A couple of days ago, I got wind of the news that Adobe Photoshop was going to support 3D printing.
It’s really interesting Adobe decided to build this into Photoshop, instead of rolling a separate 3D software, like Autodesk’s Print Utility.
Today, I downloaded the 30 day trial, and took it for a test drive.
With Photoshop CC installed, OBJ files become associated with Photoshop CC, by default. Strangely, STLs are not.
Opening up Peppermint Butler brings up a 3D interface. This Peppermint Butler has missing faces in his arm, which seems to be automatically repaired in the export.
I also loaded up the infamous Rakdos with many invalid orientations.
Rakdos loaded super quickly, given the high number of polygons it has.
It also repaired ridiculously quickly! I’m surprised by Photoshop’s performance, compared to Autodesk Print Utility.
For a final comparison, I imported the repaired meshes into Netfabb, to see how good the repairs actually were. (Photoshop only exports in binary STLs).
For Rakdos, I was impressed!
Super quick fix without sacrificing resolution!!!
There’s still a few issues with a couple shells and holes, but nothing Netfabb can’t handle.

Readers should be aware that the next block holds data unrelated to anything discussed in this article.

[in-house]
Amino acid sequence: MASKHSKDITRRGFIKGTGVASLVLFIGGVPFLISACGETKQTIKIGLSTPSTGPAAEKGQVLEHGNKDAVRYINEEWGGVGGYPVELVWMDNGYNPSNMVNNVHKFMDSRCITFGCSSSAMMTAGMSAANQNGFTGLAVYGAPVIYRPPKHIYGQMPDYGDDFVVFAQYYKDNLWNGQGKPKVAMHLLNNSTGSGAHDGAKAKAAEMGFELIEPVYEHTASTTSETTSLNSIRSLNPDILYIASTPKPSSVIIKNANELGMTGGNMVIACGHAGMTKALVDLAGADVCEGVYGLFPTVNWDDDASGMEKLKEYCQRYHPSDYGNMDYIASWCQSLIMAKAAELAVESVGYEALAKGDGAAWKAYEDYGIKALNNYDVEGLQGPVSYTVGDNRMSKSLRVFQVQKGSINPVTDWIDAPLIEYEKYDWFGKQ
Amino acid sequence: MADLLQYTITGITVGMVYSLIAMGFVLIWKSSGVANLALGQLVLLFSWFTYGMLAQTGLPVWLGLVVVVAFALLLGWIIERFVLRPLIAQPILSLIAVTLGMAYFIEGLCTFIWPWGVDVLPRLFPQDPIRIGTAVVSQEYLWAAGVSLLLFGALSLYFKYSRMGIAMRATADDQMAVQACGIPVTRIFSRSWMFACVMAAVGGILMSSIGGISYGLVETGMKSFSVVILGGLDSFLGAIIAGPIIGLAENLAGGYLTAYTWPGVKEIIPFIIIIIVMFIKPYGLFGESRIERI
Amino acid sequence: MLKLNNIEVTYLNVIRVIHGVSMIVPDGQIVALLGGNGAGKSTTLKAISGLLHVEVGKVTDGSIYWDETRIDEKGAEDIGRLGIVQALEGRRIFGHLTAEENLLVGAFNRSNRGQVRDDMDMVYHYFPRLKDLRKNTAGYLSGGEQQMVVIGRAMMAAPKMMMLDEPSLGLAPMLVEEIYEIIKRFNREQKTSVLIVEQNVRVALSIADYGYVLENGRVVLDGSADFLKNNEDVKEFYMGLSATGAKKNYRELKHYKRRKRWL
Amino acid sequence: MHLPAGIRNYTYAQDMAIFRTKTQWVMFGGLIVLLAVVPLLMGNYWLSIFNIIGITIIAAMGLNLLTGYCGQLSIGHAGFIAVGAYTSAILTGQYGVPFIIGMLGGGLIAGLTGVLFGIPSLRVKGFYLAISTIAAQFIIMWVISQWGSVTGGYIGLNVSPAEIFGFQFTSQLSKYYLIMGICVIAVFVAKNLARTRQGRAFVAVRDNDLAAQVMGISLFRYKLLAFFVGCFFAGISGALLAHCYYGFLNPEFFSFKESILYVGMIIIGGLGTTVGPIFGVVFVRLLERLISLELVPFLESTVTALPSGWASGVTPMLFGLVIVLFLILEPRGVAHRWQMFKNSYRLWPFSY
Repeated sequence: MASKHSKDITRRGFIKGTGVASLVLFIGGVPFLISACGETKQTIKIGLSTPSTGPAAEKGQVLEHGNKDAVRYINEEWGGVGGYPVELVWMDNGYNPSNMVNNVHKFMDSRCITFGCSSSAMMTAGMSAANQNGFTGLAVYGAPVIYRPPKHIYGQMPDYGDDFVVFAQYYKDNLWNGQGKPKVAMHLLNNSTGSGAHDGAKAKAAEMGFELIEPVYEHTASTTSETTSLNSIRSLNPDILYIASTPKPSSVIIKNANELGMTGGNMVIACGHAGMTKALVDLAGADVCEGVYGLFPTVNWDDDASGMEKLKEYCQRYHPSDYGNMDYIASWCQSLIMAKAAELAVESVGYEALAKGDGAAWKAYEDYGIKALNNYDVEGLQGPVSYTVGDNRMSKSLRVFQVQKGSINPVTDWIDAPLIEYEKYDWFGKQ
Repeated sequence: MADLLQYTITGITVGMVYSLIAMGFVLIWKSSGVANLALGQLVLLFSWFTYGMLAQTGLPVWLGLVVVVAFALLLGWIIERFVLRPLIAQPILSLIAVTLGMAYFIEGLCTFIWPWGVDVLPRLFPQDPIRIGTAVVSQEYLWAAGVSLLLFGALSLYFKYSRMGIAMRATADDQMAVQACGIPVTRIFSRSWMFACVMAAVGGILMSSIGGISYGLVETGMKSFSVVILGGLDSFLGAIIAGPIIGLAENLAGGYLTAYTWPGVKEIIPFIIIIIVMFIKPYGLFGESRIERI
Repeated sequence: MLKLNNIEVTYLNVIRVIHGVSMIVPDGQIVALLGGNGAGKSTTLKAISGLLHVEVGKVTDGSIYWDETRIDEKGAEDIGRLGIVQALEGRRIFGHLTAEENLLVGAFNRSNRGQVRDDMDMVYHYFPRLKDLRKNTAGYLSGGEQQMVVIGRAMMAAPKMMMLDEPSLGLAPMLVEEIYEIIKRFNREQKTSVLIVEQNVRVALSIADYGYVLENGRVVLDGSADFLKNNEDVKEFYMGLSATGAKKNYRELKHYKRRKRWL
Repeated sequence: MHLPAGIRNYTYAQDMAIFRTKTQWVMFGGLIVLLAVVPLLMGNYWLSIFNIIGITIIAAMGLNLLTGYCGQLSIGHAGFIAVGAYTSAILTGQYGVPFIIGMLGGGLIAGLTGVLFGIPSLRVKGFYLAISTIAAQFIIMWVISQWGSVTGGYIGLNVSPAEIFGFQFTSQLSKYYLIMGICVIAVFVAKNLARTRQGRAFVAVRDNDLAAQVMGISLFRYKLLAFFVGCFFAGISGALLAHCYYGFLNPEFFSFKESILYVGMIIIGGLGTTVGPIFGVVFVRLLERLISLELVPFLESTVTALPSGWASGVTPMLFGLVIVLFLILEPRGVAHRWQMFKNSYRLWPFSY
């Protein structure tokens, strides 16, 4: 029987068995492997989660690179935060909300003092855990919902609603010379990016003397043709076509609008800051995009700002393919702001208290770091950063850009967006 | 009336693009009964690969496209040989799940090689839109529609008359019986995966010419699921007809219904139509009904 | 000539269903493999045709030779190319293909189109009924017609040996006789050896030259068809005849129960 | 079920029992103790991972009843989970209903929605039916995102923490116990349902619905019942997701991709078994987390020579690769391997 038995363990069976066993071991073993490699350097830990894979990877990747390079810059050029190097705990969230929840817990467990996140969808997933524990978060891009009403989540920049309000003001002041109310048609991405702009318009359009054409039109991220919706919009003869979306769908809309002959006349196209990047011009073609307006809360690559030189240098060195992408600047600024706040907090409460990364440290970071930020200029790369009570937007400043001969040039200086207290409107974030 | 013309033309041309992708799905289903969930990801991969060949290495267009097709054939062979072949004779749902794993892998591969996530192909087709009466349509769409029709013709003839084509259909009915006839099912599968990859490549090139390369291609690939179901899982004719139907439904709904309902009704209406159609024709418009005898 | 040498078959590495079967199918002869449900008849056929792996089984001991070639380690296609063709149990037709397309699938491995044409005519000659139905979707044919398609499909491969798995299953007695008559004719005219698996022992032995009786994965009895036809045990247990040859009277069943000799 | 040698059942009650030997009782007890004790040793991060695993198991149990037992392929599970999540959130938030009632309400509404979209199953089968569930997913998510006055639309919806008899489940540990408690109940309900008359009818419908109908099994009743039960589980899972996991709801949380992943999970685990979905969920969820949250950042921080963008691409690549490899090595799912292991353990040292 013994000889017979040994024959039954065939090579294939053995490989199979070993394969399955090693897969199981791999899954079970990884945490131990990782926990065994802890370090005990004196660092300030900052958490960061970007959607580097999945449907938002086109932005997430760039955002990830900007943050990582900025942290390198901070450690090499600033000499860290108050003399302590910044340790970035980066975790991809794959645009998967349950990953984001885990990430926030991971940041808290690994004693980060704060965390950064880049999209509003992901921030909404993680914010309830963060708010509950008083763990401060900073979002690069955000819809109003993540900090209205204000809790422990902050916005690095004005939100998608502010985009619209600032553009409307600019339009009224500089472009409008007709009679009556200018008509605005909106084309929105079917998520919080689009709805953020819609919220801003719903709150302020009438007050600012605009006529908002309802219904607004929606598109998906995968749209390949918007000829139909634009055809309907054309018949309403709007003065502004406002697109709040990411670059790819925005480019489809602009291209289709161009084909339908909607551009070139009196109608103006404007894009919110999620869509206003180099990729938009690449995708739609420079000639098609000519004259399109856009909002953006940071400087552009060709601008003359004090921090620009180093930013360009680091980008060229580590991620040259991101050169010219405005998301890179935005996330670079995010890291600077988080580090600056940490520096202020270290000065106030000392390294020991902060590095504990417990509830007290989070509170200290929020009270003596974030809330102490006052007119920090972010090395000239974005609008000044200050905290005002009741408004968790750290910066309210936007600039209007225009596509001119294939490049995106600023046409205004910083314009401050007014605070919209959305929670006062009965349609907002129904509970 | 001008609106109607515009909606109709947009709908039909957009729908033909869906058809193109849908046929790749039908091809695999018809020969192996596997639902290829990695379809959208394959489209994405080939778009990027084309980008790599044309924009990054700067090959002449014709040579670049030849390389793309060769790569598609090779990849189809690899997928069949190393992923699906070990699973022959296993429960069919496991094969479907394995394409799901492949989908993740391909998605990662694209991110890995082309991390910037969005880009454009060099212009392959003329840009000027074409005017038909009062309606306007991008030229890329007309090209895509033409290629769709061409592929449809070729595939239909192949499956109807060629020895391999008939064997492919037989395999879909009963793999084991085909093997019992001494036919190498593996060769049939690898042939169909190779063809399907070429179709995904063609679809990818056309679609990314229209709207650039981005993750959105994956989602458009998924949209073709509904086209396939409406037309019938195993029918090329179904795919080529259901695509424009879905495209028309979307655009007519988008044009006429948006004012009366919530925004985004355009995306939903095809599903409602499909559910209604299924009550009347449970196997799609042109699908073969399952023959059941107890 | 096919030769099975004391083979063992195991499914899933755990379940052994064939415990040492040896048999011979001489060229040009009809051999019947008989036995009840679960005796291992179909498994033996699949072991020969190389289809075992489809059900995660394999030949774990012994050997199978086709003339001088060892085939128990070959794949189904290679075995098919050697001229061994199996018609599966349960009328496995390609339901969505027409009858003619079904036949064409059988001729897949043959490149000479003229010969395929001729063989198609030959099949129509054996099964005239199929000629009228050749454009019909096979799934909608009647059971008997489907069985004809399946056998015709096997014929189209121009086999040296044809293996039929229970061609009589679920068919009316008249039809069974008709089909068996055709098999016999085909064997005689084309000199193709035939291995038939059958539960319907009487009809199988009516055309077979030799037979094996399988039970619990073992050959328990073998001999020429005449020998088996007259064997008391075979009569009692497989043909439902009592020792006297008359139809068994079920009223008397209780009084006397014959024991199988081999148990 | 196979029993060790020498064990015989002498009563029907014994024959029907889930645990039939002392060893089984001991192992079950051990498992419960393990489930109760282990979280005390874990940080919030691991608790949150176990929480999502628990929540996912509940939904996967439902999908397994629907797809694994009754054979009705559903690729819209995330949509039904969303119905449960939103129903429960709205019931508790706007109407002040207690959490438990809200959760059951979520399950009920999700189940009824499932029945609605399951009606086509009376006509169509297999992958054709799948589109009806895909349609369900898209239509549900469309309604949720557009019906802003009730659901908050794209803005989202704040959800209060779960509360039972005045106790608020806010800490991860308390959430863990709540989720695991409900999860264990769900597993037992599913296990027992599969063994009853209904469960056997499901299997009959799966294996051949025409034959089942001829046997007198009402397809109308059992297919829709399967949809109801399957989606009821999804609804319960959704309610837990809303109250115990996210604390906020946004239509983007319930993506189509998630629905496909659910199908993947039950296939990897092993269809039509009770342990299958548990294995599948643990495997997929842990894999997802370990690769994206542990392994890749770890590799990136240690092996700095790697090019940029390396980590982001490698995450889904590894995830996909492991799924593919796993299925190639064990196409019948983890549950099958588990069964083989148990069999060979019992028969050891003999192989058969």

Interestingly, Photoshop’s support generation seems to be causing more problems. I’m not sure if these problems will translate to actual print problems, since I don’t handle supports/physical 3D printers very much (I mostly outsource my 3D printing to services, where I provide a valid model, and they handle the support generation).
There you have it, my first impression of Adobe Photoshop’s 3D printing support. I saw features that could potentially be vertex painting of meshes, but I didn’t dive that far. Overall, I really like it. Although not as verbose as Netfabb, (which helps in diagnosing problems), it’s pretty efficient and produces quality repairs. I would definitely use it in my 3D printing pipeline, for all 30 days of my trial.